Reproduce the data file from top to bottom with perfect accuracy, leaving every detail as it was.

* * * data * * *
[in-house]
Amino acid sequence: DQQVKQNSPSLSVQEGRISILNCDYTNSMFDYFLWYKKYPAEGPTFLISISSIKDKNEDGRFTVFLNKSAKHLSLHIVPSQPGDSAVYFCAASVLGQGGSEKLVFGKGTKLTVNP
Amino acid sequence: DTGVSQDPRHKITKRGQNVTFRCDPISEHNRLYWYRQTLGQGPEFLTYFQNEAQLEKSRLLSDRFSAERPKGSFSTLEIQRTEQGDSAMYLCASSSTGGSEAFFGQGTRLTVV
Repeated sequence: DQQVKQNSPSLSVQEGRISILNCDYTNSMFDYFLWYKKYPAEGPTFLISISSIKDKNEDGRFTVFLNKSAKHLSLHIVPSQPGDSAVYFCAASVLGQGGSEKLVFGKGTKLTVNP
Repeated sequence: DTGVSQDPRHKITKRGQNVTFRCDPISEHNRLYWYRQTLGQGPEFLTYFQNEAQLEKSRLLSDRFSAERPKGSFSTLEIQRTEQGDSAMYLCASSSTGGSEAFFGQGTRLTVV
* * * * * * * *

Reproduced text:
[in-house]
Amino acid sequence: DQQVKQNSPSLSVQEGRISILNCDYTNSMFDYFLWYKKYPAEGPTFLISISSIKDKNEDGRFTVFLNKSAKHLSLHIVPSQPGDSAVYFCAASVLGQGGSEKLVFGKGTKLTVNP
Amino acid sequence: DTGVSQDPRHKITKRGQNVTFRCDPISEHNRLYWYRQTLGQGPEFLTYFQNEAQLEKSRLLSDRFSAERPKGSFSTLEIQRTEQGDSAMYLCASSSTGGSEAFFGQGTRLTVV
Repeated sequence: DQQVKQNSPSLSVQEGRISILNCDYTNSMFDYFLWYKKYPAEGPTFLISISSIKDKNEDGRFTVFLNKSAKHLSLHIVPSQPGDSAVYFCAASVLGQGGSEKLVFGKGTKLTVNP
Repeated sequence: DTGVSQDPRHKITKRGQNVTFRCDPISEHNRLYWYRQTLGQGPEFLTYFQNEAQLEKSRLLSDRFSAERPKGSFSTLEIQRTEQGDSAMYLCASSSTGGSEAFFGQGTRLTVV